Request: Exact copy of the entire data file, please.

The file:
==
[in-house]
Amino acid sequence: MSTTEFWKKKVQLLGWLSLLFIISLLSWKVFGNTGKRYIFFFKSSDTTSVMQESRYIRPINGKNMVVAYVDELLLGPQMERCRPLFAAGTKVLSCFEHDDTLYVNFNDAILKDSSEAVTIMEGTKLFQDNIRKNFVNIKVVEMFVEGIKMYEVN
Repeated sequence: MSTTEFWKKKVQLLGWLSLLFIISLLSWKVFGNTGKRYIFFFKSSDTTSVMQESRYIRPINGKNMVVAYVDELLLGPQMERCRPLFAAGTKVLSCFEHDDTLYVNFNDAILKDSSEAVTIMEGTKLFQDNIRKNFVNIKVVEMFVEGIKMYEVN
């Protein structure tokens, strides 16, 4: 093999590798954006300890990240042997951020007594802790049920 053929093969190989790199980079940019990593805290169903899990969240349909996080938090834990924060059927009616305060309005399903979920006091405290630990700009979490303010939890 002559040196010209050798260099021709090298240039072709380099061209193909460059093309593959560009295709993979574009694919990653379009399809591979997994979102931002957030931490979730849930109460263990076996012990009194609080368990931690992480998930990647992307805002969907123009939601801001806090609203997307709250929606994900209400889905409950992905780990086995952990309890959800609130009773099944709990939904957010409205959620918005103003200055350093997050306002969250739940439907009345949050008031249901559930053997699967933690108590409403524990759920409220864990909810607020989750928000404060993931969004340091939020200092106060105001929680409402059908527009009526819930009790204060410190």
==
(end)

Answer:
[in-house]
Amino acid sequence: MSTTEFWKKKVQLLGWLSLLFIISLLSWKVFGNTGKRYIFFFKSSDTTSVMQESRYIRPINGKNMVVAYVDELLLGPQMERCRPLFAAGTKVLSCFEHDDTLYVNFNDAILKDSSEAVTIMEGTKLFQDNIRKNFVNIKVVEMFVEGIKMYEVN
Repeated sequence: MSTTEFWKKKVQLLGWLSLLFIISLLSWKVFGNTGKRYIFFFKSSDTTSVMQESRYIRPINGKNMVVAYVDELLLGPQMERCRPLFAAGTKVLSCFEHDDTLYVNFNDAILKDSSEAVTIMEGTKLFQDNIRKNFVNIKVVEMFVEGIKMYEVN
């Protein structure tokens, strides 16, 4: 093999590798954006300890990240042997951020007594802790049920 053929093969190989790199980079940019990593805290169903899990969240349909996080938090834990924060059927009616305060309005399903979920006091405290630990700009979490303010939890 002559040196010209050798260099021709090298240039072709380099061209193909460059093309593959560009295709993979574009694919990653379009399809591979997994979102931002957030931490979730849930109460263990076996012990009194609080368990931690992480998930990647992307805002969907123009939601801001806090609203997307709250929606994900209400889905409950992905780990086995952990309890959800609130009773099944709990939904957010409205959620918005103003200055350093997050306002969250739940439907009345949050008031249901559930053997699967933690108590409403524990759920409220864990909810607020989750928000404060993931969004340091939020200092106060105001929680409402059908527009009526819930009790204060410190």